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The upcoming changes to the law on stock companies will increase Lithuania's attractiveness

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Recently, the Parliament of Lithuania (the Seimas) approved the amendments to the Law on stock companies proposed by the Ministry of the Economy and Innovation of the Republic of Lithuania. What core amendments lie ahead and how they might impact Lithuania‘s attractiveness for potential foreign investors? Associate Partner Michael Manke overviews all relevant points to be taken into consideration.


The upcoming changes to the Law on stock companies will make Lithuania even more attractive for foreign investors, implementing a long sought after reform of Lithuanian corporate law. These changes will: 
  • significantly reduce the start-up costs during incorporation, 
  • give especially foreign shareholders more flexibility when organizing shareholder meetings, and 
  • make it easier for companies to find investors with a more flexible regime for company shares.

The major amendments to the law on stock companies that lie ahead

Reduced share capital

The UAB is a closed joint stock company, which is the most popular company form in Lithuania. It fulfils the same role as limited liability companies all around the world as an investment vehicle for small and medium sized investors. The share capital will be reduced from 2500 to 1000 EUR. The shareholders pay the minimum share capital into an accumulative accounting during the incorporation but may no dispose of the amount until the bank or electronic money institute has completed its “Know-your-customer” procedure. For foreign shareholders, especially those with a multi-layered corporate structure, this process may take a significant amount of time during which the share capital is not available. 

Online shareholder meetings 

While companies could hold shareholder meetings via electronic means in the past, the articles of association may now provide means for attendance and voting purely through electronic means. The minutes of the meeting may be signed remotely by qualified electronic signature. Qualified electronic signatures issued in other EU-Member states are valid for this purpose. In addition, the shareholder’s representative may obtain such a signature through the Lithuanian e-residency. Either the general manager or the board will be responsible for approving the respective procedures for participation by electronic means. These procedures should detail the means for identification, required equipment and software as well as registration, voting, the use of secret ballots and recording of the meeting.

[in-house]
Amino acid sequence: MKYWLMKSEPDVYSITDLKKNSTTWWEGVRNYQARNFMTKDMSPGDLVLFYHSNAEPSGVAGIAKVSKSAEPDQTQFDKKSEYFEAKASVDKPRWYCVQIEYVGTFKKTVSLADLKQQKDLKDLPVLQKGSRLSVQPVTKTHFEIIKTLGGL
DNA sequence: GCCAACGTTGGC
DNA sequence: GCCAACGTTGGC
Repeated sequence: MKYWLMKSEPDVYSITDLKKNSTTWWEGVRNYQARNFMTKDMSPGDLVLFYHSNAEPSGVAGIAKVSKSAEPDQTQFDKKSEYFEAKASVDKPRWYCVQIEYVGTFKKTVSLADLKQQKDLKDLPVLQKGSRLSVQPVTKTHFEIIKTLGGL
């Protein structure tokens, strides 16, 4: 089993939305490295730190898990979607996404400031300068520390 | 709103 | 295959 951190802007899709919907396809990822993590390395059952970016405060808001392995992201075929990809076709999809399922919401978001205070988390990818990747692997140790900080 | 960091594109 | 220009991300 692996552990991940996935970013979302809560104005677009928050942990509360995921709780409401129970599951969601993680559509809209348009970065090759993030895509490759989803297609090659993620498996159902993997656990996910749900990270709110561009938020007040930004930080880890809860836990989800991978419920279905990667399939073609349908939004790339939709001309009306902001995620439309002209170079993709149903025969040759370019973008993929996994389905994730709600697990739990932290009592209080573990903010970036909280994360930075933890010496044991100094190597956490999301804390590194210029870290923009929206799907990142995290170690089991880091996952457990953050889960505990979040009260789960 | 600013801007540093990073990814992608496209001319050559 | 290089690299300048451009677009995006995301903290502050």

Buy-out of minority shareholders

A shareholder or several shareholders acting jointly, who hold at least 95% per cent of the shares, may require all other shareholders to sell those shares to the majority shareholder(s). At the same time minority shareholders may oblige the majority shareholder to buy them out. These buy-out rules will also apply to convertible bonds, which may be converted into voting shares. The value of the shares must be established by an independent evaluator. The new law will not stipulate how the independent evaluator determines a fair value for the buy-out shares. The shareholders will still have to regulate this in their shareholders’ agreement. 

More flexibility in cash contributions

Currently, the initial cash contribution for each subscriber of new shares must be at least 1/4 of the sum of the nominal value of all the shares subscribed for and the excess of the nominal value of all the shares subscribed. In the future the law will distinguish between the procedure for the payment of new shares in closed joint-stock companies (UAB) and stock companies (AB). In the UAB the initial cash contribution of each subscriber must be at least 1/4 of the nominal value of the total number of shares. A subscriber to new shares in a UAB will be able to defer for 12 months not only 3/4 of the nominal value of the new shares, but also the full amount.

More liberal rules for share classes

Currently companies may issue shares with or without the right (1) to receive dividends and/or (2) to vote. However, such shares may not amount to more than 1/3 of the total number of shares in the company. Companies focused on expansion and overall growth, e.g. startups often issue shares without dividends. Shares without voting rights are issued to employees as a way of remuneration and employee benefit. The only remaining restriction in the future will be that shares without voting rights may not amount to more than 50 per cent of the total amount of shares. In addition companies may issue other type of shares, for example with or without certain property or non-property rights, if the articles of association foresee such a possibility. 

Waiving the preemptive right in the articles of association

In the future the articles of association may foresee the possibility to waive the preemptive right of other shareholders in a UAB. Until then shareholders have to offer their shares first to the other shareholders before selling them to any third party. This possibility will give shareholders more flexibility as will be able to agree on another procedure for exercising preemptive rights than those currently foreseen in the law. 

All aforementioned changes will enter into force 1 May 2023. 

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Michael Manke

Attorney at Law

Associate Partner

+370 5 212 35 90

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